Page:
The principles that rule this blog

Principles that will govern my thoughts as I express them here (from my opening statement):


  • Freedom of the individual should be as total as possible, limited only by the fact that nobody should be free to cause physical injury to another, or to deprive another person of his freedoms.
  • Government is necessary primarily to provide those services that private enterprise won't, or won't at a price that people can afford.
  • No person has a right to have his own beliefs on religious, moral, political, or other controversial issues imposed on others who do not share those beliefs.

I believe that Abraham Lincoln expressed it very well:

“The legitimate object of government is to do for a community of people whatever they need to have done, but cannot do, at all, or cannot
so well do, for themselves — in their separate, individual capacities.”


Comments will be invited, and I will attempt to reply to any comments that are offered in a serious and non-abusive manner. However, I will not tolerate abusive or profane language (my reasoning is that this is my blog, and so I can control it; I wouldn't interfere with your using such language on your own!)

If anyone finds an opinion that I express to be contrary to my principles, they are welcome to point this out. I hope that I can make a rational case for my comments. Because, in fact, one label I'll happily accept is rationalist.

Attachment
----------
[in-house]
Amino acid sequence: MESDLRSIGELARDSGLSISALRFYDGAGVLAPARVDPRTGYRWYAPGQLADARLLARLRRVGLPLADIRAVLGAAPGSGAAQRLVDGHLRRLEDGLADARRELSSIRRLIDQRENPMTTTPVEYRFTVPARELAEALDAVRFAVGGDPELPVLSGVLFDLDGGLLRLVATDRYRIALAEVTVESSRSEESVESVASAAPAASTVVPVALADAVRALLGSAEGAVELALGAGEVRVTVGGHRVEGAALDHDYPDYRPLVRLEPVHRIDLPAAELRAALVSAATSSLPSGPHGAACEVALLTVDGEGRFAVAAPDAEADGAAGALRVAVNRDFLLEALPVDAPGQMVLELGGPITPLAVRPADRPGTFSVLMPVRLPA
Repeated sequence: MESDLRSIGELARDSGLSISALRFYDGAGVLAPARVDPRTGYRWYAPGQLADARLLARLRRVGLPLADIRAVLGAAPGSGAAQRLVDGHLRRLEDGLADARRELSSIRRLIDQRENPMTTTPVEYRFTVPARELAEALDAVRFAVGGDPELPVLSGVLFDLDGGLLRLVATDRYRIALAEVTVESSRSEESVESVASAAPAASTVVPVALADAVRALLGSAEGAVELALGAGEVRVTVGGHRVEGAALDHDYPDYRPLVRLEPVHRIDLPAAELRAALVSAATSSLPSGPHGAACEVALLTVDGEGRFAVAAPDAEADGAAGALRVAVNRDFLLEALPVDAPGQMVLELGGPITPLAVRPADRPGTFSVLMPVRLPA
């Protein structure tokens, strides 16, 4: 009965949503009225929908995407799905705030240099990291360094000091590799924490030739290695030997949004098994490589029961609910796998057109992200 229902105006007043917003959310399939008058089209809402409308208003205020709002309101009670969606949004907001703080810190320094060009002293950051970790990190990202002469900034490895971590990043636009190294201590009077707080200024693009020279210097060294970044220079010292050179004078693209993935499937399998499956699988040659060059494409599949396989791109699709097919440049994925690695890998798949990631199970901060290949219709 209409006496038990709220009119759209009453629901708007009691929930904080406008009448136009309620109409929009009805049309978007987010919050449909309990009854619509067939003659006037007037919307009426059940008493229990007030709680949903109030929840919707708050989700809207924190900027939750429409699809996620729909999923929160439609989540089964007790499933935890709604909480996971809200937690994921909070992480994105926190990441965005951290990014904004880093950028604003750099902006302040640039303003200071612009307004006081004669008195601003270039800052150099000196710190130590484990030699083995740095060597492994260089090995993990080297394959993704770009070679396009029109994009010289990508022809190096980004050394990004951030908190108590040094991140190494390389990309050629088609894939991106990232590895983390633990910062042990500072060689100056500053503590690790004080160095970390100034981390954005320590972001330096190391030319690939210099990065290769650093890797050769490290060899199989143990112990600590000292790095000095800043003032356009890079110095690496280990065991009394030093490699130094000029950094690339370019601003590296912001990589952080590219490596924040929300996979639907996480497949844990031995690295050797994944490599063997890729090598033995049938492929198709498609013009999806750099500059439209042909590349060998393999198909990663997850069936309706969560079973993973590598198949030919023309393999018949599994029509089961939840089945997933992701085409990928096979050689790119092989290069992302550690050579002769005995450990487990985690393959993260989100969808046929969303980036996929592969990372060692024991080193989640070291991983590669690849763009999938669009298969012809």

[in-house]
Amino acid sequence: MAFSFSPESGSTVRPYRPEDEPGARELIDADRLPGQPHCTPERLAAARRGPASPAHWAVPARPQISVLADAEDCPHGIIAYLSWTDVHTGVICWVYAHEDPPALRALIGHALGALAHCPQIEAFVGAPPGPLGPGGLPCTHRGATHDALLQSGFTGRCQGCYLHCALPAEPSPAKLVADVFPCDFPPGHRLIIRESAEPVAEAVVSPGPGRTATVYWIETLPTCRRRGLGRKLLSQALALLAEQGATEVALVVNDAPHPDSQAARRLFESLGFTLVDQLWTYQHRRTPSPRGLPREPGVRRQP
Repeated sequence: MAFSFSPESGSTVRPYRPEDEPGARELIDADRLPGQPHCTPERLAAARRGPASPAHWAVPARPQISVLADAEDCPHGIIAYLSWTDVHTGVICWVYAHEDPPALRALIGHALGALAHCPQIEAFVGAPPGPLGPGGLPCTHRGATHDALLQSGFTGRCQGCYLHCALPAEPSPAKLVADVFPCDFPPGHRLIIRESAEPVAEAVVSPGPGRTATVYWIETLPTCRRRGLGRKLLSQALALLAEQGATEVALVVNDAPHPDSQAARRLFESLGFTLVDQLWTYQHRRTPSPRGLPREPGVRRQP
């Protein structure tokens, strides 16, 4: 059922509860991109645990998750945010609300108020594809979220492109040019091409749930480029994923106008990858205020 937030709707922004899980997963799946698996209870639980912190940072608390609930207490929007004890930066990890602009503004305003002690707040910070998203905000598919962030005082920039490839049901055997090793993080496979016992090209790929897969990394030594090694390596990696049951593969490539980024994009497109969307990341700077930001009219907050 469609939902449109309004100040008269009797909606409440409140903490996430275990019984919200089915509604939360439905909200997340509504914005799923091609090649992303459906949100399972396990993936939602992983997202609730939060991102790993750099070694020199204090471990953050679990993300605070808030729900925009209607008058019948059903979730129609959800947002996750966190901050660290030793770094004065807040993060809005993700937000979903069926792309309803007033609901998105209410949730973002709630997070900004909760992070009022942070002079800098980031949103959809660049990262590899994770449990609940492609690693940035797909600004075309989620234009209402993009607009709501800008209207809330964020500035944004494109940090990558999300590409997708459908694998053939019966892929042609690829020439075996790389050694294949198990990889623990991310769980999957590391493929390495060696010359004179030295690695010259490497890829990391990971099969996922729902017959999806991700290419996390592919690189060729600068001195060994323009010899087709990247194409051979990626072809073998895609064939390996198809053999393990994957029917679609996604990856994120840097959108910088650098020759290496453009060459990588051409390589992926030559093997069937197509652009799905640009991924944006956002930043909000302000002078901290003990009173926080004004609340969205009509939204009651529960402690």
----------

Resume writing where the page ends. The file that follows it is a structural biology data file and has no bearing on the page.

Sunday, July 13, 2014

The right to free contraception?

The opponents of the Supreme Court's decision in the Burwell v. Hobby Lobby Stores case seem to think that there is this tremendous need for women to have totally free access to contraception. Apparently contraception is so important to women's health that no woman should be forced to pay even a small amount (since I have seen a statement that the contraceptives in question are available for as low as $9 a month!) I cannot see why contraception is more important than anti-hypertensives, anti-diabetic drugs, etc. Nobody seems to think those need be provided free.

If the regulation in question required all drugs to be provided free, and Hobby Lobby were simply asking for exclusion of the four methods of contraception to which they object, this might be more rightly a question of women's rights vs. religious freedom, but it is not. The Obama administration has somehow declared that women's rights include the right to free contraception, and if men do not have the right to free Viagra, it seems if anything that the administration is being discriminatory. But apparently it is all right to discriminate against men, as it is not to discriminate against women.

No comments: